Key Takeaways

  • Once you have the fun parts of your trip planned, think about details like reading the fine print of your insurance policy and understanding if you need to purchase additional coverage like roadside assistance.

  • Take your car for a tune-up if possible before your trip, or manually check your tire pressure and oil.

  • Pack an emergency kit that accounts for a possible break-down. Include emergency numbers and documentation.

Start planning as soon as possible.

Once you have the main details of your trip set—where you’re going, when you’ll drive, and who you’ll be going with—it’s time to start planning everything else. Figure out some of the biggest details like driving routes and rest stops first, and then continue to solve for all the other problems you might face so you’re not surprised or unprepared the day you’re set to drive.

Solidify your route and backup plan.
When you’ve chosen your route, plan out where you’ll stop for gas and rest. Always stop for gas before a long, open section of the drive, even if your tank is three-quarters of the way full. On the days leading up to your trip and each morning of your drive, check your phone for inclement weather. You should have buffer time built into you trip in case you get delayed, as well as a back-up plan with a new route to accommodate bad weather.

Check your coverage.
If you don’t already know the ins and outs of your car insurance policy, now is the time to review your coverage. It’s best practice to have collision and comprehensive insurance coverage.

Collision coverage will help pay for damage to your car when you are at fault in an accident, if you hit a stationary object or pothole, or if you roll your vehicle.

Comprehensive coverage will pay for non-accident damages to your car like theft, vandalism, fire, falling objects, rocks, hail, and animals hitting your car. Comprehensive coverage also includes glass and windshield damage, but many companies have additional deductibles for replacing glass or repairing a windshield, so it is important to work with an insurance expert to make sure you understand your comprehensive coverage and how it applies to glass and windshield claims.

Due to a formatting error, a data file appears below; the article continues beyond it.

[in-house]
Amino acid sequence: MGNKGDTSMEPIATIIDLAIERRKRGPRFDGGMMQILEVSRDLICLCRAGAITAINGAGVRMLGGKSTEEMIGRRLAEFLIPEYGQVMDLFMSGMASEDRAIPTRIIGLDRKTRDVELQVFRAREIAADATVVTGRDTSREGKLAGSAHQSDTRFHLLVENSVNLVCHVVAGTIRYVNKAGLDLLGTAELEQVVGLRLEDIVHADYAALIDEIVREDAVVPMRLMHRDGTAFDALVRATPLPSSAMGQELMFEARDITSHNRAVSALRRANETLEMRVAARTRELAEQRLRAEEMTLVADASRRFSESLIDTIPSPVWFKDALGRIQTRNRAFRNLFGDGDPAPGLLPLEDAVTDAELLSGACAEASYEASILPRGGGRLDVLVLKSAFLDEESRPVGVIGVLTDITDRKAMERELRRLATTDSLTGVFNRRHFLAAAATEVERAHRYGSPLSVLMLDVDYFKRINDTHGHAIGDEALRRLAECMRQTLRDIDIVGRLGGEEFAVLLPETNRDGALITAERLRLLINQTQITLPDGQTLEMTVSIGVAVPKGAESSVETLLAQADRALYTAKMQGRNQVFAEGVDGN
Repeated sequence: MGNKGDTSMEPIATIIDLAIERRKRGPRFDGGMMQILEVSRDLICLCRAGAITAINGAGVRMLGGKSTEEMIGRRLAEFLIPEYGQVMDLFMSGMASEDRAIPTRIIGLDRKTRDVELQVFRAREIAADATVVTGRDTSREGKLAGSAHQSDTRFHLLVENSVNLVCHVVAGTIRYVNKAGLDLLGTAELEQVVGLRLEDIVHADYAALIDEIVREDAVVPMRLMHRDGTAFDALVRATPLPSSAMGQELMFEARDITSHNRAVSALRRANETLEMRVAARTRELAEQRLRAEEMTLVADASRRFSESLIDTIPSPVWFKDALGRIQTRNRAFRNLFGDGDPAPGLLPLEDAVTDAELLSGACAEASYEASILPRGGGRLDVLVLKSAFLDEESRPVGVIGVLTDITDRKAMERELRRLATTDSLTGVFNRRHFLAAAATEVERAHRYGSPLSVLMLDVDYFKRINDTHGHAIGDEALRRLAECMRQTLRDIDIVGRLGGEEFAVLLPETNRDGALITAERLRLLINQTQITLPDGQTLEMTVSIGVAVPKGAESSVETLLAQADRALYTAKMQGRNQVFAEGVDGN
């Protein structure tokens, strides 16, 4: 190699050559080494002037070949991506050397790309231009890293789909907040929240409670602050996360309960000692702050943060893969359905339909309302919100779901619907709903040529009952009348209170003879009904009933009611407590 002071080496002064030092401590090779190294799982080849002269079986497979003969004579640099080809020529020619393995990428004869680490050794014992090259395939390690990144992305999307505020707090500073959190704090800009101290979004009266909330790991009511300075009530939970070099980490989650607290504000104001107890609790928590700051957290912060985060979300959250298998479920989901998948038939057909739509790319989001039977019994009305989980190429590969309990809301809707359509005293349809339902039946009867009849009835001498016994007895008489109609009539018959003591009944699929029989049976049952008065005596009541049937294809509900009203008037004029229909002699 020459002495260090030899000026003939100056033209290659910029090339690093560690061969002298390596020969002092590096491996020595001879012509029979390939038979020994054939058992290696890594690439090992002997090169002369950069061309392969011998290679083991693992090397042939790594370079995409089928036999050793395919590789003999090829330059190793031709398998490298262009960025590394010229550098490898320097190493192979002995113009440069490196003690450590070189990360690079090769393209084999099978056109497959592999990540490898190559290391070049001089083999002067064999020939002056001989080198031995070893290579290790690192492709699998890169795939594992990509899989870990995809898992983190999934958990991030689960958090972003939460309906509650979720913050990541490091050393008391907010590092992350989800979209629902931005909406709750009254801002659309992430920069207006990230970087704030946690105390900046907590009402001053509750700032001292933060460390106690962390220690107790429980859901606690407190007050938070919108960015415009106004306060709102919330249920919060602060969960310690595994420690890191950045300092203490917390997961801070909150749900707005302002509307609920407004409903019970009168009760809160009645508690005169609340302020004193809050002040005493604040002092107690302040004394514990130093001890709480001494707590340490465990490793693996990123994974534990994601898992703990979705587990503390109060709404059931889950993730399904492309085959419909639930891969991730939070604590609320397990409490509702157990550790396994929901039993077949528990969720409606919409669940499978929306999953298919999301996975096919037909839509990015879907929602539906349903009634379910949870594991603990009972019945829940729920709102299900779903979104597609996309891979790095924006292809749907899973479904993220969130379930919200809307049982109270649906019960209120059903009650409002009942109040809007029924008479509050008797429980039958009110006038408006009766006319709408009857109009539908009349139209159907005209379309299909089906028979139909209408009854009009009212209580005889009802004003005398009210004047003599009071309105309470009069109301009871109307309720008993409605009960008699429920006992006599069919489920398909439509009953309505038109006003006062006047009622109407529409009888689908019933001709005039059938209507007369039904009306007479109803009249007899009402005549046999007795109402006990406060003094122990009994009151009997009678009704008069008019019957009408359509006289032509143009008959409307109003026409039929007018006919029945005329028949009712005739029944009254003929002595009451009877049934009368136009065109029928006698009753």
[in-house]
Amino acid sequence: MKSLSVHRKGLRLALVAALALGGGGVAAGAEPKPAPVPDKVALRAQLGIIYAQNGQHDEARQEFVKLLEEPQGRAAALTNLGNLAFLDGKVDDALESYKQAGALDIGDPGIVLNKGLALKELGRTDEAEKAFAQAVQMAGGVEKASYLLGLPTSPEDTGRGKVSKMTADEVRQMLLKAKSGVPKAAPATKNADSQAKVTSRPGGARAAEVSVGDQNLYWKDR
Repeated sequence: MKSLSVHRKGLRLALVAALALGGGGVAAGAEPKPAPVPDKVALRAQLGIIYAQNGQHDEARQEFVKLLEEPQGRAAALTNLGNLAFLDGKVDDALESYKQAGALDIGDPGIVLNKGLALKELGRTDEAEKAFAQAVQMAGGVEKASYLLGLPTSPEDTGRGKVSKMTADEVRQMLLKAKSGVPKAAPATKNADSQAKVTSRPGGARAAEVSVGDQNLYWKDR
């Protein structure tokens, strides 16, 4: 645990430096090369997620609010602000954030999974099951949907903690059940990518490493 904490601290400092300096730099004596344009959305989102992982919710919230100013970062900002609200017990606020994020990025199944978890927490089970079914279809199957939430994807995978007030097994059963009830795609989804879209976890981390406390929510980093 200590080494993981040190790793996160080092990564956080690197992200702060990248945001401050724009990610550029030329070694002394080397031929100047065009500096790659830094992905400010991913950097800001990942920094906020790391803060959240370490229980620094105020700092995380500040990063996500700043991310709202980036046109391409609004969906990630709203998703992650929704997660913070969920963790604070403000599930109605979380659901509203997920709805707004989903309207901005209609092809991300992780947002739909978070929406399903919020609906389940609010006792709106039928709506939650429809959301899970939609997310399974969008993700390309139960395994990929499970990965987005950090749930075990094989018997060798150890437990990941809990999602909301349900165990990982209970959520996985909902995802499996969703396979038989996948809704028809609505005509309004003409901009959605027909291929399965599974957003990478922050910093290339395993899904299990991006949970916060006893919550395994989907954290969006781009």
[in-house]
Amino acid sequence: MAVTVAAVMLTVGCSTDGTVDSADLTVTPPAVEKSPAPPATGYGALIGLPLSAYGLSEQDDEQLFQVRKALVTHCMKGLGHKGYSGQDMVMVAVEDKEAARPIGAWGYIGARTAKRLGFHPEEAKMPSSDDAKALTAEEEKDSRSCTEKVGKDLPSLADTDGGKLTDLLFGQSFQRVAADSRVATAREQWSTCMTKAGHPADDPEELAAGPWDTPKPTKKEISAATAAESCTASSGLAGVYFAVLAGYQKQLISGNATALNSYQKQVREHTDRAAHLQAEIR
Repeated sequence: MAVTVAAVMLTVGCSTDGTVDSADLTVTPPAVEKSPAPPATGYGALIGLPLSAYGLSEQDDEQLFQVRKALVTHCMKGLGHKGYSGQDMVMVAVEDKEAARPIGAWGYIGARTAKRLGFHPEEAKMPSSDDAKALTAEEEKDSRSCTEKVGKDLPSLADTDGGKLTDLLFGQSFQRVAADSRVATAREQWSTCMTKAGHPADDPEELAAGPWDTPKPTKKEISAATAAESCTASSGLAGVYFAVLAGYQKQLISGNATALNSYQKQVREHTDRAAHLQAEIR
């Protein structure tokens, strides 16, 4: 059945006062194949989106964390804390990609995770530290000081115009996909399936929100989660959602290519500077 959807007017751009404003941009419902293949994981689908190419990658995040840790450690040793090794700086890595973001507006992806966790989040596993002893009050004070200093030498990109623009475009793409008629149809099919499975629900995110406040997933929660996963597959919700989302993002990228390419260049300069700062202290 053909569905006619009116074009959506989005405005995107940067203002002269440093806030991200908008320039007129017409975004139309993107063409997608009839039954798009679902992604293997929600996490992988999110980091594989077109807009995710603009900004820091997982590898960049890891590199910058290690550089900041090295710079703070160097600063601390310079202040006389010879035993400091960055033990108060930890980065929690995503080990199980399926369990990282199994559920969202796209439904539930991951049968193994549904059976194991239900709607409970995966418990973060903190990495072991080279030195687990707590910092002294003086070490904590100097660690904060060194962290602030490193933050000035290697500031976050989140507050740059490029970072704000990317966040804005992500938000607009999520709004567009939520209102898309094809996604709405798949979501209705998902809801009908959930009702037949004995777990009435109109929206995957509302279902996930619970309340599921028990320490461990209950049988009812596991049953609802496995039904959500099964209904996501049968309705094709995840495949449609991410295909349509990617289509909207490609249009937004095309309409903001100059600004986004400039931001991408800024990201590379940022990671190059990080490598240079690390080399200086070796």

You’ll also need to know how your insurance works out of state and when you can let your licensed friends and family members drive your car on a road trip. In general, the terms of your car insurance policy will follow you across state lines, but it’s best to ask your insurance company or agent to confirm there are no rules you need to be aware of in the states you’ll be driving to. For co-drivers, understand who has “permissive use” on your policy, or in other words, who you can give permission to drive your car. You can give permissive use to a friend or family member who does not live with you and carries their own car insurance; however, you can’t give permissive use to someone who lives in the same household without first including them on your policy.

Get your car in shape.
You wouldn’t run a marathon without first making sure you’re in perfect health, so apply the same philosophy to your car for a road trip. If you have any ongoing maintenance issues, try to correct those so you have a better chance of making it through your trip without any issues.

Carry the essentials.

If you have an emergency kit in your car, ensure the items are restocked and in working condition. If you don’t carry an emergency kit in your car, now’s the perfect time to establish one as you’re planning for your road trip. To start, the following are some useful items to think about including in your kit:

  • Physical maps or an atlas

  • Device chargers

  • Cash

  • Fully stocked first aid kit

  • Jumper cables

  • Air pump

  • Spare tire and tire repair kit

  • Extra water

  • Blanket

  • Flashlight

  • Reflective vest

  • Small tools like a screwdriver and pliers

In addition, you should also ensure important documentation is in your wallet, purse, or glovebox, including your driver’s license, your most up-to-date vehicle registration, and your car insurance documents.

Know the numbers to call in an emergency.

If your insurance policy or your car manufacturer offers roadside assistance, write down or print out the details and phone numbers in case your car breaks down during your road trip. If you call roadside assistance during your trip, the nearest service provider will be dispatched to you for help. You may also find that your cell phone provider, credit card, or auto clubs (like AAA) can provide roadside assistance. Exhaust your options and be prepared with a list of numbers to call. If you find yourself broken down on the side of the road with no roadside assistance, you’ll likely need to call a tow truck or mechanic yourself, which can get costly.

A little planning can go a long way in the case of a breakdown or emergency, so make sure you’re creating checklists and reading up on your car insurance policies to ensure you’ve got the right coverage. Get a quote or reach out to your agent to review your policy to increase your chance for a successful trip.

The contents of this article are for informational purposes only. You should not act or refrain from acting based on this information without first consulting a Goosehead licensed agent at We disclaim all liability for actions taken or not taken by you based on the contents of this article which is provided "as is." Goosehead makes no representation that this content is error-free.

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